We went from having tens of thousands of bells to tens of millions practically overnight. Money became trivial, which is like, not the point of the game, but also, the mechanic is very there for you to exploit, so actually I think it was the point of the game for us at the time.
And that's really the beauty of a simple life sim like Animal Crossing - it can be whatever experience you want it to be. The social aspect of the game served as a great distraction from the insanity of 2020 for myself and I imagine my friends and family who were also participating. And it also served to introduce some friends to each other who may not have met otherwise, and to this day I smile just thinking about how happy I was to see my friends from different parts of my life interacting with each other over a game we all love.
But, I'd be lying if I said it was still just as hoppin' in my server's #animal-crossing-new-horizons channel. After the hunger for turnips was sated when we'd all become bellionaires, activity dried up, and now there are just a few messages every once in a while. But I will always treasure my time hustling those dang turnips and regularly discussing the game with so many of my friends.
During this time where I had a great, big Discord community of all my friends, I also got to bear witness to my mom and dad falling head over heels for Animal Crossing. My sister, her husband, and I had already been enjoying the game, but I could have never guessed the amount that my parents, especially my mom, would absolutely love Animal Crossing. This was their first entry in the series, and really the first single-player game that my mom actively wanted to play. Before this, all she had really played with us growing up was Dr. Mario, whereas my dad introduced my sister and I to video games and he had always played games with us and on his own throughout my childhood. At the time of this writing, my parents have many hundreds of hours played between them in this game alone, and with little sign of slowing down. Granted, going off my own experience with the game this year, a chunk of their hours were likely racked up keeping their islands open for a while to allow visitors to wish on stars or visit shops. BUT STILL.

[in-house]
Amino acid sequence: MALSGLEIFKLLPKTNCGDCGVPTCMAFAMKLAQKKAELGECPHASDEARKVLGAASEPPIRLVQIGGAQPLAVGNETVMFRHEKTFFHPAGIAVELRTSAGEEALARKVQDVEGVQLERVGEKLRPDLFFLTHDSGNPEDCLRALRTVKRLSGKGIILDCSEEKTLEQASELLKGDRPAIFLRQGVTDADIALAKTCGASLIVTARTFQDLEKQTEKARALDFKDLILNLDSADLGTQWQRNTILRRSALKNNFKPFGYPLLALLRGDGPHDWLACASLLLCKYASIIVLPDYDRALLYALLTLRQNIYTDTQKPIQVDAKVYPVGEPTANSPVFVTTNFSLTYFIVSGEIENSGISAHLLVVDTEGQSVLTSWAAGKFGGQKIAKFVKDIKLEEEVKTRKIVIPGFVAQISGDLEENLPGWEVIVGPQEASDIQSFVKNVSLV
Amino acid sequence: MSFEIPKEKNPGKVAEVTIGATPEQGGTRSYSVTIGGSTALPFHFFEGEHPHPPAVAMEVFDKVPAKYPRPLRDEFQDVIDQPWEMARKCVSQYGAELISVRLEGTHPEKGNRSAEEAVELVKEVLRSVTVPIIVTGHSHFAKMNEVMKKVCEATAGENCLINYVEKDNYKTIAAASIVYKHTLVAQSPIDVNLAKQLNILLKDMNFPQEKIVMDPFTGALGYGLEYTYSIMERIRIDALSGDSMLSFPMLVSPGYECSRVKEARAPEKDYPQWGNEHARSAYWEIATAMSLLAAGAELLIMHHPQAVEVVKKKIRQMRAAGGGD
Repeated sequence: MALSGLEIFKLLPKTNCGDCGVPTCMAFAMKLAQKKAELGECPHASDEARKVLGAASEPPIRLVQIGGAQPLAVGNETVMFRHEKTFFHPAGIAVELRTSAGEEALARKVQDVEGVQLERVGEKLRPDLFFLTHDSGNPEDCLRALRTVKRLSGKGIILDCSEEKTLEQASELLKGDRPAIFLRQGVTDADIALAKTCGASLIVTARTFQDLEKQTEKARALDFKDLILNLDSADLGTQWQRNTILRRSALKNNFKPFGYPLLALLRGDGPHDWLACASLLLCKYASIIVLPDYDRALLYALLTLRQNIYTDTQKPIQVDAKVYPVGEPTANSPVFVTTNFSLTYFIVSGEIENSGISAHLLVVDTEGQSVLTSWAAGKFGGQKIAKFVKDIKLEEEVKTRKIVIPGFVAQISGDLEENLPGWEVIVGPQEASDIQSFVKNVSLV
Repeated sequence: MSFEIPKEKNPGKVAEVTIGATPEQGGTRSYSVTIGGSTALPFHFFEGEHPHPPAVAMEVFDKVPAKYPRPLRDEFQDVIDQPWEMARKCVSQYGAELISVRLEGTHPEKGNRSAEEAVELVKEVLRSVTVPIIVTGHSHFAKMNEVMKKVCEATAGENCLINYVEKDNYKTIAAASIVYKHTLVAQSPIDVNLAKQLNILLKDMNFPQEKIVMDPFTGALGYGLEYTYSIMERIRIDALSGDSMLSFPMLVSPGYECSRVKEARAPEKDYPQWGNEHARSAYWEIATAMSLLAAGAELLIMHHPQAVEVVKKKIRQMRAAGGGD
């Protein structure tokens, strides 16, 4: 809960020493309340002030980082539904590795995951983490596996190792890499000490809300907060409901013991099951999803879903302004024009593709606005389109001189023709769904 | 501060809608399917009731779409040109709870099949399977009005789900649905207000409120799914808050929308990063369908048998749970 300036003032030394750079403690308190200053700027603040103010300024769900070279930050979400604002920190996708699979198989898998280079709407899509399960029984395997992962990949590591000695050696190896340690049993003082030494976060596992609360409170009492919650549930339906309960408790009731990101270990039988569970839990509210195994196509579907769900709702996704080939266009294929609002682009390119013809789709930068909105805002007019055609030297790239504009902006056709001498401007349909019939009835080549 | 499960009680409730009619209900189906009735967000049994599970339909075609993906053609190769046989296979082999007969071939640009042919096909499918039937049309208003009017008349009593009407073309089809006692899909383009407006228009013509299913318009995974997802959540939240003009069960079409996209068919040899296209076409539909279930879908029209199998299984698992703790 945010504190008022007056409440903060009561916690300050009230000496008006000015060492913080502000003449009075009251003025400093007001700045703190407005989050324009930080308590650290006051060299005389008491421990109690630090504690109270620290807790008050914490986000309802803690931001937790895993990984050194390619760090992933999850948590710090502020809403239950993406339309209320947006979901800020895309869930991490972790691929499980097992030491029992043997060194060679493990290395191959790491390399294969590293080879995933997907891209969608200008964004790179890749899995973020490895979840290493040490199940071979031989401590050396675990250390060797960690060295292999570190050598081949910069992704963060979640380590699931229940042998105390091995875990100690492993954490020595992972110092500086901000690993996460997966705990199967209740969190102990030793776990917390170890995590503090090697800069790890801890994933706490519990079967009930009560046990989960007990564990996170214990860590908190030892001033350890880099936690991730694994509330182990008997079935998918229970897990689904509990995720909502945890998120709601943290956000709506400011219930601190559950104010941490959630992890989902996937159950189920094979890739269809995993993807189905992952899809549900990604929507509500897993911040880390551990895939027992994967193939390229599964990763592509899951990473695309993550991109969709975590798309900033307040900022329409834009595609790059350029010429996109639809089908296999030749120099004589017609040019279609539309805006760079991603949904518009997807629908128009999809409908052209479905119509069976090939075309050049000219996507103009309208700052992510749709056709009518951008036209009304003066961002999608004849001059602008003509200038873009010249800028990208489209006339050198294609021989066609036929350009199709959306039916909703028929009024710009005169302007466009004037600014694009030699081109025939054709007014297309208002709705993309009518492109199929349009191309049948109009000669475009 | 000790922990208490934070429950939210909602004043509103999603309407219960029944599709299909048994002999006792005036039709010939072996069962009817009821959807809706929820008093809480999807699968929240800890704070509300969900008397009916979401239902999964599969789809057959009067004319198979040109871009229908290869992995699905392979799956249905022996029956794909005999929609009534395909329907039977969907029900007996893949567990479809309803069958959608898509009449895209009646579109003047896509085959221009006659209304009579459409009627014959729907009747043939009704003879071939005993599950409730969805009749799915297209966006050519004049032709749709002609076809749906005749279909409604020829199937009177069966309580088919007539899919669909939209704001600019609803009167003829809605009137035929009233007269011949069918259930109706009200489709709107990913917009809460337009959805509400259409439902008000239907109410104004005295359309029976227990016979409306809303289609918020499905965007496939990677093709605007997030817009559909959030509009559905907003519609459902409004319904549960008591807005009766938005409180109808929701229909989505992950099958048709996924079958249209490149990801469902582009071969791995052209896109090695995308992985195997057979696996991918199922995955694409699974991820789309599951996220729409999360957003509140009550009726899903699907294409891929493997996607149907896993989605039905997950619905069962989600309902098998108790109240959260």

Ultimately, my family loving this game led to us using it as an intermediary for interaction in a year where we didn't feel comfortable gathering together in person as often as we might usually. After the turnip craze died down, we focused on other goals and shared our progress together through our family group chat. We shared all our new island design ideas, fun items we received, and importantly when we'd get a new villager photo. That has become one of the main reasons we all log in as often as we still do, to get those lovely little photos villagers reward you with when your friendship level is high enough.
Animal Crossing is great. It's cute as heck. I love it. My friends love it. My family loves it. Long live Animal Crossing.
Hades has impacted me in ways most games never even get close to accomplishing. And what's crazy is that it's only due in part to its magnificent storytelling, gameplay, art, and music. What really cemented Hades as an all-timer for me was the extremely fun early access experience they provided. When I heard they announced Hades at the Game Awards in December 2018, I immediately downloaded the Epic Games Store app so I could purchase the game. Where I know that announcement was supposed to garner attention from a wider audience, it felt like it was tailor-made for me and every other Supergiant mega fan out there. Why? Because it had only been a year's time since the release of their previous title, Pyre. Up until that point, Supergiant was releasing games 3 years apart from each other, so to have a new game from them only a year later? In short: mind-blowing.
Early access was a real treat for me and so many others. It was a dream come true to interact with my favorite developers on Twitter and Discord to contribute feedback and bug reports on an already great game and make it better and better. Every update felt like a major event because they always added something significant, from new characters and art, to new weapons, enemies, and zones. They may not be the only studio to do early access this way, but they certainly executed it with near-perfection from my view.
The only downside for me during the early access phase and exclusivity period on the Epic Games Store was that none of my friends felt as inclined as I did to pick it up and dig in. I understood why, and had played very few games in early access prior, but I wanted so badly for my friends to see this game I already loved and experience the magic of watching it come together.